On the Banks Opposite of Matamoros: Using Modern Archeological Techniques to Understand and Manage the Opening Battles of the U.S.-Mexican War 1846-1848
In the spring of 1846 General Zachary Taylor led half of the U.S. Army to the northern banks of the Rio Grande to occupy the territory claimed by both Mexico and the recently annexed state of Texas. This show of force was intended to pressure Mexico into peacefully releasing these lands to the United States. However, by early May Taylor’s troops would defeat the Mexican Army at the battles of Palo Alto, Resaca de la Palma, and the Siege of Fort Brown and occupy Matamoros. These opening battles would set the tone for the two-year conflict that would end with U.S. occupation of the Mexican capital and the ceding of over half of the Mexican national territory to the United States. Over the past decade the National Park Service has utilized geo-archeological and geophysical archeological techniques to provide critical information for the understanding, management, and preservation of the opening battles.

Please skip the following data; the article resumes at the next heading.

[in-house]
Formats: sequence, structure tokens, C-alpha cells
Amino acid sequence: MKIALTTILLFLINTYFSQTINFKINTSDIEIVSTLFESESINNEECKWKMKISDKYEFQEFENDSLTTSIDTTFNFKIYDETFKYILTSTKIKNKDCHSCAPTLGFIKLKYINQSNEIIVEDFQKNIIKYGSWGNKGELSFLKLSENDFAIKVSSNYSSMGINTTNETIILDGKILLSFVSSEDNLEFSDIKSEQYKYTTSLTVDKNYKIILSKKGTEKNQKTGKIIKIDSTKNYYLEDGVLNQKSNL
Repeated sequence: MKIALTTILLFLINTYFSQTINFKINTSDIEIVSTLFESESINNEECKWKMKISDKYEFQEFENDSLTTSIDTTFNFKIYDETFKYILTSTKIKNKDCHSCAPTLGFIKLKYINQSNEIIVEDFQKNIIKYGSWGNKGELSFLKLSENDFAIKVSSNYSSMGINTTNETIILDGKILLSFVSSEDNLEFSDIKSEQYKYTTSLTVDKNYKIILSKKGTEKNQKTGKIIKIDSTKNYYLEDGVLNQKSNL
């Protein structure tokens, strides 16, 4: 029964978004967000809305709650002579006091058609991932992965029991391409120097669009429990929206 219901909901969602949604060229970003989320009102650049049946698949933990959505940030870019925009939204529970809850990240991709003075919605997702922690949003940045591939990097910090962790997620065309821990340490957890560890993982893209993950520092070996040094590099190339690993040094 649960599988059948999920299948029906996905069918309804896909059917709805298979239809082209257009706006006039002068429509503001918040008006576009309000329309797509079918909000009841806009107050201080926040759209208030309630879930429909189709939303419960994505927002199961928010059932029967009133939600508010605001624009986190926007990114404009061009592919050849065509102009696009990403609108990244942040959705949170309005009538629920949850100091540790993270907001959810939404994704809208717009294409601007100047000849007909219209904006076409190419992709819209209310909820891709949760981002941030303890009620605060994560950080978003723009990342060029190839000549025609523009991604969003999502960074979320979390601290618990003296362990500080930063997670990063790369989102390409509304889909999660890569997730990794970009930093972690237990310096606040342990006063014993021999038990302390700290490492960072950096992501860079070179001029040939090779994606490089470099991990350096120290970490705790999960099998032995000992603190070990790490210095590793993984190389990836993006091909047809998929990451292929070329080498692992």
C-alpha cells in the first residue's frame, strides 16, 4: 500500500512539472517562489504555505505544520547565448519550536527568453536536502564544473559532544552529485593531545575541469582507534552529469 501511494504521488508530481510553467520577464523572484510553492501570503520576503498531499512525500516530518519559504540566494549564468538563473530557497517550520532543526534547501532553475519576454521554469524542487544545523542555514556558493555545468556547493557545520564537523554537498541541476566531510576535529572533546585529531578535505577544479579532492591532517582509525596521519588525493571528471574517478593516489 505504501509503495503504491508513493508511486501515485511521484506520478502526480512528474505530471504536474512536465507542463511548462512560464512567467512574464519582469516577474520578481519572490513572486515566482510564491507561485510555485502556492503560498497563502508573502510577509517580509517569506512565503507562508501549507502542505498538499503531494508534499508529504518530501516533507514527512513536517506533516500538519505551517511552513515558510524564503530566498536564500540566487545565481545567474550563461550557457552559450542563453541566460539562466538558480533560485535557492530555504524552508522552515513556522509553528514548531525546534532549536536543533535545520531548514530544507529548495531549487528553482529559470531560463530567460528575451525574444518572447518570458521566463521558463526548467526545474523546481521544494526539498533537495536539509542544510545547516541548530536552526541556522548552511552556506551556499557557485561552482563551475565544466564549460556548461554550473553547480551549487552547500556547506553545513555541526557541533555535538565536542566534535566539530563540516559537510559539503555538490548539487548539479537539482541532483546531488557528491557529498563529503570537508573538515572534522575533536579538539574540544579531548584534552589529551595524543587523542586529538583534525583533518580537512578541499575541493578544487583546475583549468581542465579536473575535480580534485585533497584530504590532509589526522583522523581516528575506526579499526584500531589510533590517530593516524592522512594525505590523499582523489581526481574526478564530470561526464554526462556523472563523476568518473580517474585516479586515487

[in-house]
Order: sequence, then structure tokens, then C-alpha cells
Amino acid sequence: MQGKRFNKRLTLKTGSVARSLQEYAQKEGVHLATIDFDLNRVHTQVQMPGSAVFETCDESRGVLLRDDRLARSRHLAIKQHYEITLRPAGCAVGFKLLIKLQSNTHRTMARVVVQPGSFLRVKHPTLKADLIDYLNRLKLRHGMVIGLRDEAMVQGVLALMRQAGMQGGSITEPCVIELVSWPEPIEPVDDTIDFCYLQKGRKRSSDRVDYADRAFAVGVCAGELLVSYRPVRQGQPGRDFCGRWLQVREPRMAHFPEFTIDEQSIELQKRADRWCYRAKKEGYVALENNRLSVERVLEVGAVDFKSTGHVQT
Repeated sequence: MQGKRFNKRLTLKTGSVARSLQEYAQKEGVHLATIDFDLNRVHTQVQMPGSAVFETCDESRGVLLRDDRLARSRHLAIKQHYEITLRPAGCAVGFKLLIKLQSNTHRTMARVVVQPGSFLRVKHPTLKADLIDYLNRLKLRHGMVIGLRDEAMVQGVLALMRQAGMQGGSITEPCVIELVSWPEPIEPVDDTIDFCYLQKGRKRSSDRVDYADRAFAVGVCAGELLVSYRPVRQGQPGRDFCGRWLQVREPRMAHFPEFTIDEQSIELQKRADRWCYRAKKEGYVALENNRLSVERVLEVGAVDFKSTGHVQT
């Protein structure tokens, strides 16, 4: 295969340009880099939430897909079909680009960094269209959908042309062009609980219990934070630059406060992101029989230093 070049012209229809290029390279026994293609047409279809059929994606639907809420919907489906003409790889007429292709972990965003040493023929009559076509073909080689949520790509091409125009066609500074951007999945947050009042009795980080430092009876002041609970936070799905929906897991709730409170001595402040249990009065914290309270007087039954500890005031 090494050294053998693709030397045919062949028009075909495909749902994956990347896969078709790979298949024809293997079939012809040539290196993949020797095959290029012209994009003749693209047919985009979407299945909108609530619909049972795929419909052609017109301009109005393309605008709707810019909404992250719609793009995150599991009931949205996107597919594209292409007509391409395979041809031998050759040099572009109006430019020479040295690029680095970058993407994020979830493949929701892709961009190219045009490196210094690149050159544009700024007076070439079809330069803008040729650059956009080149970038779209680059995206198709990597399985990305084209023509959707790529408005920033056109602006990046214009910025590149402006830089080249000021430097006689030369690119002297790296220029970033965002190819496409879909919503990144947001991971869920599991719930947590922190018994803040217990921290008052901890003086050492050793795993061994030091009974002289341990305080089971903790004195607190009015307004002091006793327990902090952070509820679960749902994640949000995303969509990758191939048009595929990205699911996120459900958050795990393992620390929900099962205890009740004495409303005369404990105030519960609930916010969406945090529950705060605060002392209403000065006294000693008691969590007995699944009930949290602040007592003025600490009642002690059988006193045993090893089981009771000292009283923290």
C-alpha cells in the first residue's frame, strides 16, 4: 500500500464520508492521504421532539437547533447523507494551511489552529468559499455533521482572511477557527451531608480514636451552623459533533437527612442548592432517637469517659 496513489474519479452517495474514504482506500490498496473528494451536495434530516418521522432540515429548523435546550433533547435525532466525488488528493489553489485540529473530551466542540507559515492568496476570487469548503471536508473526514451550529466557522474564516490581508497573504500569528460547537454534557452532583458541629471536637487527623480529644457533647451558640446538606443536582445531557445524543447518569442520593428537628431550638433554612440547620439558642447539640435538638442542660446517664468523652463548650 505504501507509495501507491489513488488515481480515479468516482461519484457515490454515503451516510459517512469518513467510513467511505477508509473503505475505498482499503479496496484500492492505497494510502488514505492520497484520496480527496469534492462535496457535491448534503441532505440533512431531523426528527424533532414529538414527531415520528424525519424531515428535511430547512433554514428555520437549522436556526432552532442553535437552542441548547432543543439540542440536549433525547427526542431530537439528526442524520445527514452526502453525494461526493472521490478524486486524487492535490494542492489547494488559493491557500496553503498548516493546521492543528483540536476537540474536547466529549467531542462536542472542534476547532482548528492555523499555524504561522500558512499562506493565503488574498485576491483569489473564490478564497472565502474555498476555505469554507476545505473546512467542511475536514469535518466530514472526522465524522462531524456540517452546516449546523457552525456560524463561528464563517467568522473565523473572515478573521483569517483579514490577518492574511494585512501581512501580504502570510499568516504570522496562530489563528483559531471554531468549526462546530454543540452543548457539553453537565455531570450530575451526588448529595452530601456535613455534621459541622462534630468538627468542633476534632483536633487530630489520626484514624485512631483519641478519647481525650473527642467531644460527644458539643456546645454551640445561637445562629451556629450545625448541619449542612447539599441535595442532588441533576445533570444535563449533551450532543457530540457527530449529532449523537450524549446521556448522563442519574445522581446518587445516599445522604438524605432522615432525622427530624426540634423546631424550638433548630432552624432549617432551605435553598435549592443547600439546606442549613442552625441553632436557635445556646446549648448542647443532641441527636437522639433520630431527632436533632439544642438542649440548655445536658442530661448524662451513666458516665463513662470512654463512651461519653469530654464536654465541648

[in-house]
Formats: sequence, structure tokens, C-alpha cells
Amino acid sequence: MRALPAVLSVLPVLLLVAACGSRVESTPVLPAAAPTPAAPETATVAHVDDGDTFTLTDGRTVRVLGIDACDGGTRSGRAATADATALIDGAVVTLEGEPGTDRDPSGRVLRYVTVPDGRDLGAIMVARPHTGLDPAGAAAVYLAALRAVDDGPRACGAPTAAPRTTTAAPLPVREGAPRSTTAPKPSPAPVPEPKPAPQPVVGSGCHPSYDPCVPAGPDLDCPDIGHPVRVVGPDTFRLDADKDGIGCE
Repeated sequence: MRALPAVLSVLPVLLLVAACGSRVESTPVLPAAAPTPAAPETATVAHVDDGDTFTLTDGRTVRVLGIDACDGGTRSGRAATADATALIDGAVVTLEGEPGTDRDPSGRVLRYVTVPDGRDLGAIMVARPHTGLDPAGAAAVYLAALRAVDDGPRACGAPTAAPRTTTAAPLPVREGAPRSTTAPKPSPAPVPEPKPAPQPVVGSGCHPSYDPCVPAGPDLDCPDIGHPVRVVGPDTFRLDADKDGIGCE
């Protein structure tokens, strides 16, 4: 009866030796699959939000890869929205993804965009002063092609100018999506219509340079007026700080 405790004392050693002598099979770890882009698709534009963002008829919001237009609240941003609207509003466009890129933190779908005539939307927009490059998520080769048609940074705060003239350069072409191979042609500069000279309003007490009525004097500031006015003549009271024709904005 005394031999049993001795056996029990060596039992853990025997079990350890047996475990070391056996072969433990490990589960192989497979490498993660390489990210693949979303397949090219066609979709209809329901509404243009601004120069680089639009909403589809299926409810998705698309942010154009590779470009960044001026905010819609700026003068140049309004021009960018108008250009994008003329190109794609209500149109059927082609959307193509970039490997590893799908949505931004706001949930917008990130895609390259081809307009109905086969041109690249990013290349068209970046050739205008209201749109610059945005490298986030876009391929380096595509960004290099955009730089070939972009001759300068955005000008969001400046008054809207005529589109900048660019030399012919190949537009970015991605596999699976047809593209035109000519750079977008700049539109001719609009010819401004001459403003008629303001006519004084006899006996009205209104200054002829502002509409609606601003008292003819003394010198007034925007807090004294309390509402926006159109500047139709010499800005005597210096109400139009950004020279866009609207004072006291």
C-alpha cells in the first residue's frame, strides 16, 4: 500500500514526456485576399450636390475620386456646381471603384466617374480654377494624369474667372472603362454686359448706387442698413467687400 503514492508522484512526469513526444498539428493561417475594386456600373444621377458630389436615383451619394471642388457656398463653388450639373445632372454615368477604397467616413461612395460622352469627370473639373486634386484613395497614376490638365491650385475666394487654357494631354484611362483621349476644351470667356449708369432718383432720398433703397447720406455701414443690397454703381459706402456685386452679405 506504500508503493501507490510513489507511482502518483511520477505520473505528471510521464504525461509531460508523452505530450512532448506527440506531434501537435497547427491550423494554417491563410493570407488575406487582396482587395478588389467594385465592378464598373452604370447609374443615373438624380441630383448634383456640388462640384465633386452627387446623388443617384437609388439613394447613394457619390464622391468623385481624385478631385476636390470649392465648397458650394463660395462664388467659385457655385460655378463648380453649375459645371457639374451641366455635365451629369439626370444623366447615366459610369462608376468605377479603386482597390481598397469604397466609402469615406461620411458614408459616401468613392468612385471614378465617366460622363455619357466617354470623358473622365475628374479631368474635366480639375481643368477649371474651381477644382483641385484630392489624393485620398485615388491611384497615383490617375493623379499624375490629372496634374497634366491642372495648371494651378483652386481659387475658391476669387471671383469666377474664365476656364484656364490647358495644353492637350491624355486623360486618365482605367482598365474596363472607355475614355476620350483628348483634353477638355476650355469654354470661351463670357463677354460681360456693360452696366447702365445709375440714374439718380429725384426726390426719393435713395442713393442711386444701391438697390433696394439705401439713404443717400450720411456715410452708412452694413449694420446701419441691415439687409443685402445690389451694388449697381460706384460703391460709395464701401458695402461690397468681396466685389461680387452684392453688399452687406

This Resource is Part of the Following Collections
- From Great Meadows to Petersburg: Battlefield Archaeology in National Parks •
- Society for Historical Archaeology 2016
Cite this Record
On the Banks Opposite of Matamoros: Using Modern Archeological Techniques to Understand and Manage the Opening Battles of the U.S.-Mexican War 1846-1848. Rolando Garza, John Cornelison, michael seibert. Presented at Society for Historical Archaeology, Washington, D.C. 2016 ( tDAR id: 434467)
min long: -129.199; min lat: 24.495 ; max long: -66.973; max lat: 49.359 ;